Shift happens. Get yours.

Andrew Hill — №34 with Greg McKeown

The brain is always changing. It gets better at what you do, and continuously adapts to your habits, stressors, and experiences. Here are some ways to optimize those changes, and get a younger, more resilient, more performant brain.

Don’t just do something, sit there

Mindfulness shows accumulating research evidence. Benefits to the brain include improving attention and general executive function, and offsetting brain aging. What is mindfulness? Do you have to clear your mind and say a bunch of chants? You do not. The process is simply effortful attention, or paying attention to any aspect of awareness; from the breath to observing a moving belt in the supermarket checkout line. It can be done in many ways, and you can do it for minutes or days. Benefits seem accrue with regularity of practice, not with any particular type of meditation.

New to mindfulness?

Take a few minutes at the start of each day to pay attention, in a particular way, to something in the present moment. Spend 5 minutes attending to a single point - perhaps the sensation of breath crossing your upper lip. Then spend 10 minutes attending to some aspect of the present moment - perhaps awareness of your breath rising and falling in your body. Practice bare attention, without evaluation, or at least replace judgement with curiosity, and notice when you have drifted from the object of attention. Release the distraction (thought, memory, wish, plan, dream, sensation) and return to the object of attention. Then repeat. That’s it. Easy to learn and difficult to do, in some ways. A classic meditation instruction would suggest starting with regular long minutes a day. This author suggests 15 minutes. Simply be aware of what is happening, rooted in the stream of experience, without much reaction to it. Give it a week.

These attention practices (single point concentration and present time insight) quickly tune up “executive function” or the resources that both sustain attention and inhibit automatic or reactive behavior. Classic instructions are fine, but remember regularity - not style - of meditation appears to be the key. Find what works for you, in mindfulness or meditation, and then have fun discovering your internal landscape and resources.

You, better

There are other tools to optimize your brain including physical exercise, neurofeedback, and some supplements, nootropics, or other brain healthy foods and compounds (including moderate wine and coffee!). Sadly, cognitive “brain games” or online “intelligence” tests do not have demonstrated efficacy - and lots of failed attempts to find benefits in the research. The foundations of brain health are still adequate sleep and nutrition. There is no substitute in both acute and long term performance. These resources are key, balanced against challenges and stressors to keep yourself in the sweet spot of stress - engaged but not overwhelmed.

So how can we perform better in modern information rich work and play environments? We often don’t. Most of us make two common mistakes - multitasking and poor sleep.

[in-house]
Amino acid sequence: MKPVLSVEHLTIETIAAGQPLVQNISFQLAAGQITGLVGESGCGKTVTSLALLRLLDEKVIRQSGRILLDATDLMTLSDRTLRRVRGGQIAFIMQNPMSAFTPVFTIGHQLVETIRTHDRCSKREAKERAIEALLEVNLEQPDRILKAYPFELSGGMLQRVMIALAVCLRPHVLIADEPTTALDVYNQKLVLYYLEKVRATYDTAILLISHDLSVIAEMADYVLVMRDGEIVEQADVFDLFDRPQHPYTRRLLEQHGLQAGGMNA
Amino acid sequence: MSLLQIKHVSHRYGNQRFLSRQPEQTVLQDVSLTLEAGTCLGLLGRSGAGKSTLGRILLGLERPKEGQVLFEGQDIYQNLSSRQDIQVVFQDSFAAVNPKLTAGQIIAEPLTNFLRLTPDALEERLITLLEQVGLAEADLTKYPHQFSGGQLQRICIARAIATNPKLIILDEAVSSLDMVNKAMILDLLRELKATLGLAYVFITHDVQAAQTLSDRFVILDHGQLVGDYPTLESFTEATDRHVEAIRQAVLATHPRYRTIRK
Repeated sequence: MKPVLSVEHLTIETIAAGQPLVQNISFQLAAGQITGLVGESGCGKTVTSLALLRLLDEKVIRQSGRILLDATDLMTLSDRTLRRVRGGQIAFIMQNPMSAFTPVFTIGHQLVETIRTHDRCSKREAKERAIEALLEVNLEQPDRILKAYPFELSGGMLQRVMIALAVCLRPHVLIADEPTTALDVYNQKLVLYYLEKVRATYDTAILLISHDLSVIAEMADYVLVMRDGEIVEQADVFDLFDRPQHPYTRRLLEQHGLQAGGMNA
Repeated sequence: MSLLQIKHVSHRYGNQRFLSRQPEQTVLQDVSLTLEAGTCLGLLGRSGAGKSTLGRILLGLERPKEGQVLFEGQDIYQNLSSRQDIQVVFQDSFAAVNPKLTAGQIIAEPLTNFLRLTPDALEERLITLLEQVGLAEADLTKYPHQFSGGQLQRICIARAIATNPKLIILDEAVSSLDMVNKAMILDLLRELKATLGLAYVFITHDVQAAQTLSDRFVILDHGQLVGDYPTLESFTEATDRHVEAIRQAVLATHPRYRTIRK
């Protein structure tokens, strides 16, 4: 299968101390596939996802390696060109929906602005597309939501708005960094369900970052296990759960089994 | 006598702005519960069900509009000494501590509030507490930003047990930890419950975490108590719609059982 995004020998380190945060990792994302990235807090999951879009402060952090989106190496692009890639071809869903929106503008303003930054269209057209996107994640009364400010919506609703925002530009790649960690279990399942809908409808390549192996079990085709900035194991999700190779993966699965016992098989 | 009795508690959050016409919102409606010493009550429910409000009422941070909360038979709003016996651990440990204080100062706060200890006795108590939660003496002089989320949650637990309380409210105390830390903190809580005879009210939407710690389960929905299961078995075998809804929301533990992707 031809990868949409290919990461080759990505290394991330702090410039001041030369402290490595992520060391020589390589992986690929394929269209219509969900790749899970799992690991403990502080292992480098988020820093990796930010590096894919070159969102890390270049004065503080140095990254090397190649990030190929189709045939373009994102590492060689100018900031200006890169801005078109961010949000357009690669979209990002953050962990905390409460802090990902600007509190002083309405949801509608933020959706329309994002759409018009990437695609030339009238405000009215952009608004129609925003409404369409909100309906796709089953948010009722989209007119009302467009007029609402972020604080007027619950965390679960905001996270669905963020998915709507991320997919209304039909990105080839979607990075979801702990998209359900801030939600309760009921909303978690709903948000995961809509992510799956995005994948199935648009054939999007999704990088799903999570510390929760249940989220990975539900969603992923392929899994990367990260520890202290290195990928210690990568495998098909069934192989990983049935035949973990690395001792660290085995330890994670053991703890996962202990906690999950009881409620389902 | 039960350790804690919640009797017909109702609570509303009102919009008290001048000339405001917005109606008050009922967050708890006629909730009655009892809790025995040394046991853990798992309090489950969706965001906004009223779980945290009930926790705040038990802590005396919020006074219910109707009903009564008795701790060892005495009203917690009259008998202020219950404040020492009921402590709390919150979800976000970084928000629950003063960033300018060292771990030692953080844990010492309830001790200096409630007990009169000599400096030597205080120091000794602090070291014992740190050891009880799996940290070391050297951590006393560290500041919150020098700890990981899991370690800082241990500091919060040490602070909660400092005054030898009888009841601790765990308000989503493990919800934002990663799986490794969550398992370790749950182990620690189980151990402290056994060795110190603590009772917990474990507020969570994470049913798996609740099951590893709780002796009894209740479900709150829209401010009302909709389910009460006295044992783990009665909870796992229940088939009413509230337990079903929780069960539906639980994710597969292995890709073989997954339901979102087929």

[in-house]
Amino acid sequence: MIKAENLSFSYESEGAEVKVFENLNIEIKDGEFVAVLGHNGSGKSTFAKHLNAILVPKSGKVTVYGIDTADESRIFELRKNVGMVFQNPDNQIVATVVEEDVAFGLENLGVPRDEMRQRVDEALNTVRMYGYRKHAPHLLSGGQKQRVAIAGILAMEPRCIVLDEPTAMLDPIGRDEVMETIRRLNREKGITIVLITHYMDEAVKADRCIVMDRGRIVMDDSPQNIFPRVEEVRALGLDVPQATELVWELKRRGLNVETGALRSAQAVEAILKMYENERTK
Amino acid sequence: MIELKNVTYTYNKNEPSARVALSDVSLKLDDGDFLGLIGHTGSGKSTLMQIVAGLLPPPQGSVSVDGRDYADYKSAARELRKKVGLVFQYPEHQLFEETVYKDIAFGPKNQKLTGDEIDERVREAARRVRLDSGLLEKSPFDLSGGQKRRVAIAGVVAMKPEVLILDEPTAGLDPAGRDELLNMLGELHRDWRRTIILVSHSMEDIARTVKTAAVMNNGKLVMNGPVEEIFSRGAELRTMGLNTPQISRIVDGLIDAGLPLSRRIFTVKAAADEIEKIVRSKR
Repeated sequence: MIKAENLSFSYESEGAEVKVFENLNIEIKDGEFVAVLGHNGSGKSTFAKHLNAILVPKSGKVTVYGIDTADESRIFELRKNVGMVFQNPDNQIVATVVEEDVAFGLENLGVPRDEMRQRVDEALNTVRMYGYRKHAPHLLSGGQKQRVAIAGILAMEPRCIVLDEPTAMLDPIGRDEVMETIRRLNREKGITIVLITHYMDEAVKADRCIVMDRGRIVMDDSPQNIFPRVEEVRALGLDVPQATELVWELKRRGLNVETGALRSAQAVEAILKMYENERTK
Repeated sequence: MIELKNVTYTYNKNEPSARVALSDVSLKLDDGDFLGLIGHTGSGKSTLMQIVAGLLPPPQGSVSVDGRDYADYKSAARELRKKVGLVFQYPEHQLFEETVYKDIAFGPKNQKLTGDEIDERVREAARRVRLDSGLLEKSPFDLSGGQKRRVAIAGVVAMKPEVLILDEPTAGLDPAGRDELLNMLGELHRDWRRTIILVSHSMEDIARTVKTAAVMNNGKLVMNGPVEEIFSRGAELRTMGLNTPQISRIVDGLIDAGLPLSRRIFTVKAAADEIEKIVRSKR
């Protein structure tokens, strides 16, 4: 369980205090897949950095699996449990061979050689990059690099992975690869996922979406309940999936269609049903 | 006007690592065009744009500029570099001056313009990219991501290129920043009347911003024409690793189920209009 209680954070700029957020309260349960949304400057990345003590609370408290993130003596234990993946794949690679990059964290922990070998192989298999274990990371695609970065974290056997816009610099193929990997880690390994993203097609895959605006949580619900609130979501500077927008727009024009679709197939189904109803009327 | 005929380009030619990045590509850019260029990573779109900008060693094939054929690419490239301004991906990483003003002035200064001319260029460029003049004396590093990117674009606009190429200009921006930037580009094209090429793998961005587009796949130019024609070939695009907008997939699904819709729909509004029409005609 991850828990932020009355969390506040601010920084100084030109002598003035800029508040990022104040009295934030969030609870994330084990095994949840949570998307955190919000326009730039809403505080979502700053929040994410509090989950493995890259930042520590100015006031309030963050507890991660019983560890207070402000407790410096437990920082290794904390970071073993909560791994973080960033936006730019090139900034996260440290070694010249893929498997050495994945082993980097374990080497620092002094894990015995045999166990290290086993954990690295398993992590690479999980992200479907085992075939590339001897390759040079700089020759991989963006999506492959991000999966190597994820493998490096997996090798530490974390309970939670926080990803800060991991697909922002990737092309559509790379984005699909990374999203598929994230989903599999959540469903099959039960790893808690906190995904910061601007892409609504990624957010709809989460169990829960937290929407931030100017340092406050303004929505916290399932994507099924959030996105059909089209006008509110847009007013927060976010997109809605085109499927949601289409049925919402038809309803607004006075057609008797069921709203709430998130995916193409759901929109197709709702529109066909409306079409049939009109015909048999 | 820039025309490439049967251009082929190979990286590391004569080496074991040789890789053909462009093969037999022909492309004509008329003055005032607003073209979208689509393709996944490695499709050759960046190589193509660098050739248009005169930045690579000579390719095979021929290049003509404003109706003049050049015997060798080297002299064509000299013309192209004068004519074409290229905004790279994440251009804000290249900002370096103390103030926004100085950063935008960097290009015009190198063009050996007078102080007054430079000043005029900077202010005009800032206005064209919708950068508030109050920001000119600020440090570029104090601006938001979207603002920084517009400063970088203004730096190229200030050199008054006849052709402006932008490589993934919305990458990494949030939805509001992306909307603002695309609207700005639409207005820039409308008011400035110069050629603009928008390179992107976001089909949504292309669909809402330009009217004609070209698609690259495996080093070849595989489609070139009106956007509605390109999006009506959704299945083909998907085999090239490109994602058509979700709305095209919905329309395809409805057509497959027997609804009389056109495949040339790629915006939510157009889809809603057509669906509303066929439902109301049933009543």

Intention, not Momentum

Why not multitask? Humans are quite bad at paying attention to more than one thing and at switching between things. Productive people are systematic, not reactive. There are many ways of decreasing mental clutter, but start with deciding what is important to be doing in the moment - including if that is being productive or not. Mindfulness can give you additional resources to bring to bear and bring those resources under your control. Adding that to better time structuring by making lists or using next-task segment management hacks like GTD or next-time segment management hacks like Pomodoro sprints can dramatically improve performance.

To sleep, perchance to FOMO

Why not just burn that mental candle, both ends be dammed? Because performance wanes over time. Humans are also pretty bad at evaluating our ongoing performance. We are especially adaptive trees-for-forest creatures when it comes to stressors. And increasing hours we spend striving while cutting into sleep may feel like a noble sacrifice, but it’s more likely just a performance sacrifice. Before you know it, stress builds, resources drop, and restorative sleep is a distant memory

Sleep is necessary for long term memory formation, clearing out metabolic byproducts of daily activity, and optimal information processing. Lack of sleep quickly takes a toll in reaction time and judgement. Chronic sleep deprivation (think college students and entrepreneurs) can look a lot like depression on brain scans.

Shift happens. Get yours.

Brains change, and aspects of your brain function are dynamic. Executive function is an emergent property of many transient and continuous brain resources that combine to produce our sensory and mental grappling with what is. These resources can be improved, with good habits. Get regular sleep, start your day with 15 minutes of mindfulness, and hack your productivity so you are planning and acting, instead of alerting and reacting.

Photo: Flickr / Infomaster CC BY 2.0

Andrew hill

Andrew Hill

Dr. Andrew Hill is one of the top peak performance coaches in the country. He holds a PhD in Cognitive Neuroscience from UCLA’s department of Psychology and continues to do research on attention and cognitive performance. Dr. Hill is the founder of Peak Brain Institute, host of the Head First Podcast with Dr. Hill, Lead Neuroscientist at truBrain, and lectures at UCLA, teaching courses in psychology, neuroscience, and gerontology.

Visit Dr. Hill's website